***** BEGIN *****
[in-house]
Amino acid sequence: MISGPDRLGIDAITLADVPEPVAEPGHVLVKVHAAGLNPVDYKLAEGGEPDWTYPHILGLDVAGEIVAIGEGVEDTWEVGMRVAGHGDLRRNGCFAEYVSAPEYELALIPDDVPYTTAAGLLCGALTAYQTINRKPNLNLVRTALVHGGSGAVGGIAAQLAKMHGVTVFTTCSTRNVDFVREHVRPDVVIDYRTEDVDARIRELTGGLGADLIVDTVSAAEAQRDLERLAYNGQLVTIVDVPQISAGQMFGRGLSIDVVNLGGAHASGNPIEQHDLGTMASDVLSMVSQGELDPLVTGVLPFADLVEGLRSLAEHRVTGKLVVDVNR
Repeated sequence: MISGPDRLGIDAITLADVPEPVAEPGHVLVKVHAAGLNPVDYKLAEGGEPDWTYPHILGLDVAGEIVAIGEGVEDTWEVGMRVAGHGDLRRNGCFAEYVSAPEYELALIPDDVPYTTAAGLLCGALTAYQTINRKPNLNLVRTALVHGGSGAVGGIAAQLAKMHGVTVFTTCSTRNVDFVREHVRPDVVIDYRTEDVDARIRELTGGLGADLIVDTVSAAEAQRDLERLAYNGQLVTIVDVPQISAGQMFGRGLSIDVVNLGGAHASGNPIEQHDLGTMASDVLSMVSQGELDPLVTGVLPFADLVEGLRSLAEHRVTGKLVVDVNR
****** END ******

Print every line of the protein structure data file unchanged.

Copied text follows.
[in-house]
Amino acid sequence: MISGPDRLGIDAITLADVPEPVAEPGHVLVKVHAAGLNPVDYKLAEGGEPDWTYPHILGLDVAGEIVAIGEGVEDTWEVGMRVAGHGDLRRNGCFAEYVSAPEYELALIPDDVPYTTAAGLLCGALTAYQTINRKPNLNLVRTALVHGGSGAVGGIAAQLAKMHGVTVFTTCSTRNVDFVREHVRPDVVIDYRTEDVDARIRELTGGLGADLIVDTVSAAEAQRDLERLAYNGQLVTIVDVPQISAGQMFGRGLSIDVVNLGGAHASGNPIEQHDLGTMASDVLSMVSQGELDPLVTGVLPFADLVEGLRSLAEHRVTGKLVVDVNR
Repeated sequence: MISGPDRLGIDAITLADVPEPVAEPGHVLVKVHAAGLNPVDYKLAEGGEPDWTYPHILGLDVAGEIVAIGEGVEDTWEVGMRVAGHGDLRRNGCFAEYVSAPEYELALIPDDVPYTTAAGLLCGALTAYQTINRKPNLNLVRTALVHGGSGAVGGIAAQLAKMHGVTVFTTCSTRNVDFVREHVRPDVVIDYRTEDVDARIRELTGGLGADLIVDTVSAAEAQRDLERLAYNGQLVTIVDVPQISAGQMFGRGLSIDVVNLGGAHASGNPIEQHDLGTMASDVLSMVSQGELDPLVTGVLPFADLVEGLRSLAEHRVTGKLVVDVNR